During the construction of mountain belts, the thermal conditions of the deforming crust progressively evolve, and can exert a significant influence on the corresponding deformation history. In the North American Cordilleran mountain belt, during the Late Cretaceous and early Tertiary periods, a high plateau called the Nevadaplano is hypothesized to have occupied what is now Nevada and western Utah, and was located west of the center of active crustal shortening in central Utah. This paper discusses evidence for significant heating of the upper ~10 km of the crust of the plateau in areas of eastern Nevada at about 80 million years ago, while the mountain belt was still being constructed. This anomalous heating indicates the possibility for significant thermal weakening of regions of the plateau crust, and may have contributed to a documented slowing of shortening rates in the adjacent zone of crustal shortening in central Utah.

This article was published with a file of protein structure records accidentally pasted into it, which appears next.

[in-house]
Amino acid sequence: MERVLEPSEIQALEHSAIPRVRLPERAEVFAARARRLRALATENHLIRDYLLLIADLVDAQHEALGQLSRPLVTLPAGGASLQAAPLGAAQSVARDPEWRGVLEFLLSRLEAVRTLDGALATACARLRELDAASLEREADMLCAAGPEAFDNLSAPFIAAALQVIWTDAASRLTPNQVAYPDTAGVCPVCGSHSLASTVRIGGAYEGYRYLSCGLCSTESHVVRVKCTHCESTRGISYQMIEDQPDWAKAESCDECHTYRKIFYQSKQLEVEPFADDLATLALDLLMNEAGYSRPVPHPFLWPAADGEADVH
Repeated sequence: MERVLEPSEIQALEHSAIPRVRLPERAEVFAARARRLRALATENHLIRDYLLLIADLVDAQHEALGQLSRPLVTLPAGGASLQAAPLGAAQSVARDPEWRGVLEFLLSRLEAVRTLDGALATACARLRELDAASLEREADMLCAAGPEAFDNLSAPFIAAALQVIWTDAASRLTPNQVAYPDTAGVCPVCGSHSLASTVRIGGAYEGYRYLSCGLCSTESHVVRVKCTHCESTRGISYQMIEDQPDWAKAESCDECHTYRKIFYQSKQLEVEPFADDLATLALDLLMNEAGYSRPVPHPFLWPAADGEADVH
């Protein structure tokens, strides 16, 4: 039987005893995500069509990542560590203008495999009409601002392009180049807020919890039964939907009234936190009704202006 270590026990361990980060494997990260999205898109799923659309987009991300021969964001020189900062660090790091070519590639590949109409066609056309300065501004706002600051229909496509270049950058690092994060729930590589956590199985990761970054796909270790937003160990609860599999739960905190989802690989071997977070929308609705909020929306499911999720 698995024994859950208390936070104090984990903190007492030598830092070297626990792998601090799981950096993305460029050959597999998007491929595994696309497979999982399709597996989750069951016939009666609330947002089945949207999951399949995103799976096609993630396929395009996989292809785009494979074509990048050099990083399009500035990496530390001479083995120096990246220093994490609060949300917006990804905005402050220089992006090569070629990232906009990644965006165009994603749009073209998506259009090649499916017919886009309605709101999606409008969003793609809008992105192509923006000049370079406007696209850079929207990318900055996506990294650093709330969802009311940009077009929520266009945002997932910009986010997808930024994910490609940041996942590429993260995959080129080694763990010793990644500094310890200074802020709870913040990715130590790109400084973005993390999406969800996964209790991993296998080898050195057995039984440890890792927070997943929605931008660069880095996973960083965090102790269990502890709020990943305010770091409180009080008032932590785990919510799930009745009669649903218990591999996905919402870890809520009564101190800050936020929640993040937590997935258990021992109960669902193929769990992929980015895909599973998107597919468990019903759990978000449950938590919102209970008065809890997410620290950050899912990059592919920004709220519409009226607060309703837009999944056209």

Kinematics of Late Quaternary slip along the Yabrai Fault: Implications for Cenozoic tectonics across the Gobi Alashan block, China
Jingxing Yu and Wenjun Zheng, State Key Laboratory of Earthquake Dynamics, Institute of Geology, China Earthquake Administration, Beijing 100029, China. This article is online at http://lithosphere.gsapubs.org/content/early/2016/03/03/L509.1.abstract.
The Yabrai range-front fault accommodates deformation within the middle Gobi Alashan block between the Tibetan Plateau and the Ordos block. In this paper, the authors have determined that the Yabrai range-front fault is composed of three segments of varying fault strike and sense of motion based on geomorphic features and trench exposures. This work is remarkable in that it suggests that the deformation of the Tibetan Plateau has extended into the Gobi Alashan block and has built the deformation pattern for the southern Gobi Alashan block.